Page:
Monday, June 30, 2008

Would you happen to have a pen handy?

My mom is a firm believer in the reminder note. She'd scribble one before going to bed to remind herself about something I needed for school or an item to pick up at the grocery store. We always had stacks and stacks of scrap paper by the telephone in the kitchen, with the handy coffee mug stuffed with pens (some of which didn't write, but that was beside the point), just in case inspiration struck.

Years later, I find myself frequently employing Mom's reminder system. I have two different stacks of jot-able paper on my desk, another pad beside my office phone, a pad in my car (no, Mom and Chris, I don't write while driving!), a couple by the computer at home, and the ever-important magnetized one on the refrigerator. Why? Because I've found that if I don't write my thought down, I don't remember it. It's as if the thought never happened.

Okay, all my HR friends out there - you saw that one coming. Anyone who has attended a seminar where attorneys talk about HR issues knows the favorite phrase by heart: "If you don't write it down, it didn't happen." Can I get an, "Amen!"?

Attorneys can be pretty creative people, so don't think we repeat that mantra just because we don't have anything else to say. (The documentation saying, not the "Amen" saying.) It's because we've seen the scars from employment terminations, charges of discrimination, and lawsuits. Those are the rare situations where you wish you were, in fact, bleeding because the employee counseling form detailing all the shortcomings of the plaintiff gave you a paper cut. Often, though, the bleeding is from the jabs plaintiff's counsel has thrown at the employer for failing to document.

Yes, documentation takes time. Yes, employees frequently refuse to sign the counseling forms. Yes, it can be a struggle to come up with the verbiage for the forms. And yes, your attorney will love you even if you don't document. After all, defending a charge or case without documentation means that you and your attorney will probably get to spend more time together than would otherwise be necessary.

Write on!

Friday, June 20, 2008

Have you met GINA?

No? Allow me this brief introduction. GINA is the Genetic Information Nondiscrimination Act. GINA, among other things, makes it an unlawful employment practice for employers to request, require or purchase the genetic information of an employee except in limited circumstances. It also prohibits the use of an employee's genetic information in employment decisions such as hiring, firing, job assignments and promotions. GINA applies to those employers who have 15 or more employees, and employees in the Federal government, Executive Branch, and state and local governments are included.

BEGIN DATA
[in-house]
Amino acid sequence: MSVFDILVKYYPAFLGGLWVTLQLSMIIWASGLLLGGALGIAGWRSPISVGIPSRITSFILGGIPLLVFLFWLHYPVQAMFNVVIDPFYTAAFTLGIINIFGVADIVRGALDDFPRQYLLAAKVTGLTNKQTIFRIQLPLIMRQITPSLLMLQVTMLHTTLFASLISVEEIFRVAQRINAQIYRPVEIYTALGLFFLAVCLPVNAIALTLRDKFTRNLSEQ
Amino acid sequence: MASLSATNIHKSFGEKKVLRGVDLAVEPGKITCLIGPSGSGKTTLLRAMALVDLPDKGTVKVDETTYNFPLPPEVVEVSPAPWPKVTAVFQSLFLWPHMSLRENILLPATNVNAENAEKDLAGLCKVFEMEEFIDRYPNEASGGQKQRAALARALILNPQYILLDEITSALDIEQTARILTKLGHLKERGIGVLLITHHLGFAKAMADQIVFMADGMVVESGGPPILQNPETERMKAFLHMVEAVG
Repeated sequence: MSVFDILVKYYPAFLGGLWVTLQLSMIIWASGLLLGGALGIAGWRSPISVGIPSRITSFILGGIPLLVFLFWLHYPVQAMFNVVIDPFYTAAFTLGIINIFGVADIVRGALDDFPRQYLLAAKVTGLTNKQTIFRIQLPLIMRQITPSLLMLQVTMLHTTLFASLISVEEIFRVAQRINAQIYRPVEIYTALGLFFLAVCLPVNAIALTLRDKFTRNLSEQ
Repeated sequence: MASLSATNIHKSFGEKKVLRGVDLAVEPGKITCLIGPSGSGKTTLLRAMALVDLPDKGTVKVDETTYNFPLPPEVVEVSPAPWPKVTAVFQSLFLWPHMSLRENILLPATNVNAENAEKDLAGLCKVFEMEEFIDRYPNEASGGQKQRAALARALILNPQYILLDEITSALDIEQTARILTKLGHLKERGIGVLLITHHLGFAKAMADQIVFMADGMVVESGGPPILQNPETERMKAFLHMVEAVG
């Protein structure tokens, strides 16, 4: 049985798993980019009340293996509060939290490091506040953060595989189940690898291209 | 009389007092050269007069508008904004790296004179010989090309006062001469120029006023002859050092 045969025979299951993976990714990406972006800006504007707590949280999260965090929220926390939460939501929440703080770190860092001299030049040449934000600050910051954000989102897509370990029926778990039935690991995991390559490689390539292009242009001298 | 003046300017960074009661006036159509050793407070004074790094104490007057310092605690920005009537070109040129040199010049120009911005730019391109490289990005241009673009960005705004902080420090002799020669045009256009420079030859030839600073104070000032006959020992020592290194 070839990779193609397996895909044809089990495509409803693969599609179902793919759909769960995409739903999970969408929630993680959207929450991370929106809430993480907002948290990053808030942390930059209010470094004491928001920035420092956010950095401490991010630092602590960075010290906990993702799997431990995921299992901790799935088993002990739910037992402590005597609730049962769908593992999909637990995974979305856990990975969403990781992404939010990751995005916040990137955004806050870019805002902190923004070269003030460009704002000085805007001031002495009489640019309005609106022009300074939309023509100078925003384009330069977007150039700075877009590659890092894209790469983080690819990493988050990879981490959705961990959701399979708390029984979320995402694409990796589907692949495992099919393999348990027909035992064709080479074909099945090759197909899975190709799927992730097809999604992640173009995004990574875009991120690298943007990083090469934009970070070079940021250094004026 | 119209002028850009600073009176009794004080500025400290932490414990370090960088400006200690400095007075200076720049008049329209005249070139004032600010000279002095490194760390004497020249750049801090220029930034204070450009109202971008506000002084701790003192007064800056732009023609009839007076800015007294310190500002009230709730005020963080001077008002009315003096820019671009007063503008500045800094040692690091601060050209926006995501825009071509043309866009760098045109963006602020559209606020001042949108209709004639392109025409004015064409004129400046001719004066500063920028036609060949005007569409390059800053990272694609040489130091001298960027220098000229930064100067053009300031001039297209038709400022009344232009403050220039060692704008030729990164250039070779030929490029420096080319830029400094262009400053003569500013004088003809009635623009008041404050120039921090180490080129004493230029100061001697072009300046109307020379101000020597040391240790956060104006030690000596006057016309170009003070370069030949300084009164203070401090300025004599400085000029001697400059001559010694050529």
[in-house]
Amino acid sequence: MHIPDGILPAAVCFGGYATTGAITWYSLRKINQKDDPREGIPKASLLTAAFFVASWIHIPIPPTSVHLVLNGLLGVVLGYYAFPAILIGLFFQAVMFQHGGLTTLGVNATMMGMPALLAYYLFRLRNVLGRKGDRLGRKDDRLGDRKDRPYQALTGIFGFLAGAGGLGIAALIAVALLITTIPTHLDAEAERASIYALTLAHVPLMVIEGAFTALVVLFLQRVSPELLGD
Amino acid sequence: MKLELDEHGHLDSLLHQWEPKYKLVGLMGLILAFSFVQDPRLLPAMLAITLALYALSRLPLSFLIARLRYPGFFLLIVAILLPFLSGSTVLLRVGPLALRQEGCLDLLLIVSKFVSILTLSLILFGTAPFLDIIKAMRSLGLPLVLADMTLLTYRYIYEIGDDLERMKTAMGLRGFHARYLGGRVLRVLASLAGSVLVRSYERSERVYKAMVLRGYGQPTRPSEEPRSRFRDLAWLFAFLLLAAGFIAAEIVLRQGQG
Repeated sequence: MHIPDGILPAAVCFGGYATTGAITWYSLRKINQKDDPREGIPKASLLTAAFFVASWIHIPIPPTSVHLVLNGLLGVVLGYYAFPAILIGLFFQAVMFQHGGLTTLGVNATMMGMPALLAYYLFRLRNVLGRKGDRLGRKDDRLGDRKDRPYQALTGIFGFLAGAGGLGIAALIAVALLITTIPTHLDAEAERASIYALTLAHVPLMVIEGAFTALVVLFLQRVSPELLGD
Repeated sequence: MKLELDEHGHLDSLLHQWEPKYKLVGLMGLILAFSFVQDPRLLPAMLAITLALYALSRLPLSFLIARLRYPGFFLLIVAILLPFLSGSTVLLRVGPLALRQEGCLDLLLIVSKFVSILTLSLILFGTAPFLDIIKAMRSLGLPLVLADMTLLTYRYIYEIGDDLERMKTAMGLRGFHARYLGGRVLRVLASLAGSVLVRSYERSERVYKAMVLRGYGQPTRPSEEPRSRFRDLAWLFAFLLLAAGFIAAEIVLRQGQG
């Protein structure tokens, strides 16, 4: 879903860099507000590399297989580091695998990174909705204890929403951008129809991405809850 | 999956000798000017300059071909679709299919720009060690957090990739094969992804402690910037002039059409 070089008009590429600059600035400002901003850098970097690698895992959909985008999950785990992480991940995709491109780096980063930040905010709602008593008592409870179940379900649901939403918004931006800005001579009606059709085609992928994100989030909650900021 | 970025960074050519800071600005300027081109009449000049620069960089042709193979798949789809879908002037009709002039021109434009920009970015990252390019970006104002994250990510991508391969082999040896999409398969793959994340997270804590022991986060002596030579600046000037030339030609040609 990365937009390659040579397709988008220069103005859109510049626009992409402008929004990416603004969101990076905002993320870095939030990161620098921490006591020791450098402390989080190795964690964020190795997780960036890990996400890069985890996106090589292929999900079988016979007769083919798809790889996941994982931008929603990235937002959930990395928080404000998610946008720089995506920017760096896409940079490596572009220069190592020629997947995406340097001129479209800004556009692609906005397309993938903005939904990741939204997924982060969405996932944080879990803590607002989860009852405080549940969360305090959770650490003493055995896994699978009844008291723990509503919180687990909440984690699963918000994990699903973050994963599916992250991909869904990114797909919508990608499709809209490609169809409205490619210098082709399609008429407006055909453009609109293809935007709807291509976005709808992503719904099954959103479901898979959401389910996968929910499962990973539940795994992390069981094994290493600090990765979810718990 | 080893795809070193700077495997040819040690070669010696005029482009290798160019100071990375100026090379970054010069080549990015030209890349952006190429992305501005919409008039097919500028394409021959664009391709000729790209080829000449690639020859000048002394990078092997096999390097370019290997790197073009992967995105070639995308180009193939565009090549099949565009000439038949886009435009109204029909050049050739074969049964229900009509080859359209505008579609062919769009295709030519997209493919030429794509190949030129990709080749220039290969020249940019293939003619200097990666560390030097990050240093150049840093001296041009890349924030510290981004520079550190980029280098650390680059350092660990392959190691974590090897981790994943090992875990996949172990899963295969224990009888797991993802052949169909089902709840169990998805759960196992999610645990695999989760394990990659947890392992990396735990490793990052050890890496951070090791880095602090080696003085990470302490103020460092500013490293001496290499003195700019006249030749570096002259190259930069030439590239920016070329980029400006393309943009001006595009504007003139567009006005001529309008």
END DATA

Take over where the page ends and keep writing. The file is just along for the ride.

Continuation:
Most of you may be thinking, "Well, I'd never have that information anyway." And that may be the case. The concerns that have been raised about GINA thus far, though, revolve around some of the broad language and yet-to-be-defined terms and concepts used in the Act. For instance, if an employee requests time off under FMLA to care for a sick parent, the employer may request additional information on the reason the employee is needed to care for that parent. If the employee discloses that she needs to take her mother to her chemotherapy and radiation treatments for her mother's breast cancer, then a potential request of genetic information by the employer just occurred. Additional questions about information disclosed as part of an employer's wellness program and information which may be gathered as part of workers' compensation investigations/litigation are also lurking.

GINA is only recently passed, meaning that it's effective date is still quite far away (November 21, 2009, or 18 months after it was enacted). The Equal Employment Opportunity Commission will be charged with enforcing GINA, meaning than an employee will have to exhaust his/her administrative avenues before seeking redress in the court system. The EEOC is currently working on the draft regulations to implement and carry out GINA. Those draft regulations must be issued no later than one year from GINA's enactment.

Thus, this should be one more item to put onto your radar screen. Hope lingers that the EEOC will be able to address some of the employment communities concerns about what it means to "inadvertently acquire" genetic information, how long an employer remains "on the hook" if it does come across genetic information, and the like. Let's keep our fingers crossed (unless you can't do that, which may be a genetic marker of some condition, so don't mention this to your employer if you can't cross your fingers, and I don't want to know either . . . ) that the regulations will shed light on what promises to be another learning opportunity for us all.